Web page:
World Aids Day Continues Support for People Living with HIV and AIDS

Our United Methodist commitment to addressing the HIV/AIDS pandemic is rooted in our unwavering covenant of care and advocacy

World Aids Day 2023 - 2

According to the U.S. Federal Government, by the end of 2022 approximately 39 million people were living with HIV and AIDS in the world. Of these, 37.5 million were adults and 1.5 million were children under 15 years of age. In addition, 53% infected were women and girls worldwide.

An estimated 1.3 million individuals worldwide acquired HIV in 2022, marking a 38% decline in new HIV infections since 20210 and a 59% drop since the peak in 1995.

All individuals living with HIV and AIDS should be treated with dignity and respect.

United Methodist Social Principles, ¶162.U

Although conditions are improving, United Methodist Church recognizes HIV and AIDS continues as a public health threat and source of suffering. Taking seriously the Gospel requirement to care for those who are suffering, ill or in distress, addressing the AIDS epidemic is imperative. Our response to global and local AIDS must be compassionate, evidence-based and prophetic.

An effective AIDS response requires that we address the driving forces of HIV for example: poverty, drug and alcohol abuse, stigma, gender-based violence, and the fear of dealing with the complexity of human sexuality and apathy. Our efforts must include comprehensive efforts to prevent mother to child transmission. With the technology and medication available today, no child should contract HIV in the mother’s womb, or at childbirth.

What the Bible and The United Methodist Church Say:

The United Methodist Book of Resolutions urges us to:

  • • Welcome and embrace people living with HIV
  • • Provide care and support
  • • End stigma and discrimination
  • • Provide awareness education on HIV
  • • Observe World AIDS Day

“The Spirit of the Lord is upon me,
because he has anointed me
to bring good news to the poor.
He has sent me to proclaim release to the captives
and recovery of sight to the blind,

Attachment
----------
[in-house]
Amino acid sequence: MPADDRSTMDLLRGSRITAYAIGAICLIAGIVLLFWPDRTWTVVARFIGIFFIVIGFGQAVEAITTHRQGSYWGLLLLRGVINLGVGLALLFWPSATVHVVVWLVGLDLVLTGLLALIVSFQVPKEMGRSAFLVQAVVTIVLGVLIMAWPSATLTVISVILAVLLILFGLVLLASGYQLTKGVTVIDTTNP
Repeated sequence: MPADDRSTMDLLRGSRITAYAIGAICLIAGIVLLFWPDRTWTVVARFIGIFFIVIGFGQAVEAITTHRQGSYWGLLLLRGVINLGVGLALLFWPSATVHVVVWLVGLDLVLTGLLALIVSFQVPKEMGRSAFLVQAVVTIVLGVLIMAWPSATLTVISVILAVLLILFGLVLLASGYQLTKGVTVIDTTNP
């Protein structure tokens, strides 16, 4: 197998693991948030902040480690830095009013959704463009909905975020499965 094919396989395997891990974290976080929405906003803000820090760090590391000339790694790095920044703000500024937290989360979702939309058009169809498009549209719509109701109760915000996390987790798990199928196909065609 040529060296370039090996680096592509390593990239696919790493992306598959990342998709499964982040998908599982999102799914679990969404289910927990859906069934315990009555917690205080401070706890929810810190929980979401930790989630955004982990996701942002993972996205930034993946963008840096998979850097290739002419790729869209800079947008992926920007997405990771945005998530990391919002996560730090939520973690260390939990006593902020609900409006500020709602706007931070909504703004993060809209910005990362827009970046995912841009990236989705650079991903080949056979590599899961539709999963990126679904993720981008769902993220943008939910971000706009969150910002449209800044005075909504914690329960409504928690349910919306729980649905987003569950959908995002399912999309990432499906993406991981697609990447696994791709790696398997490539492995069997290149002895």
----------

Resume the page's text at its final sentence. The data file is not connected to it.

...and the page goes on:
to let the oppressed go free,
to proclaim the year of the Lord’s favor.” (Luke 4:18-19)

“God’s word calls us to a ministry of healing; a ministry that understands healing not only in physiological terms but also as wholeness of spiritual, mental and social being.” (Book of Resolutions, 3241)

Christ’s identification with suffering people was made clear when he said that “whatsoever you do to the least of these, you also do to me.” (Matthew 23:40, paraphrased)

“In response to HIV/AIDS crisis in the world, the United Methodist Church commits itself to a holistic approach to awareness, education, prevention, treatment, community organizing and public advocacy.” (Book of Resolutions, 3241)

“All individuals living with HIV and AIDS should be treated with dignity and respect. We support their rights to employment, appropriate medical care, full participation in public education, and full participation in the Church.” (Social Principles, ¶162.U)

Three Things You Can Do:

  • Support the United Methodist Global AIDS Fund, which aims to educate and inspire annual conferences and local churches to advocate for better global AIDS policies and resources.
  • Advocate policymakers to support AIDs prevention, care and treatment through the U.S. President’s Emergency Plan for Aids Relief (PEPFAR). You can take action here to tell Congress to reauthorize PEPFAR funding and continue the fight against HIV/AIDS.
  • Work to end stigma and gender-based violence, and increase protective/prevention factors such as sexuality education and access to health care.

For More Information on HIV and AIDS, visit: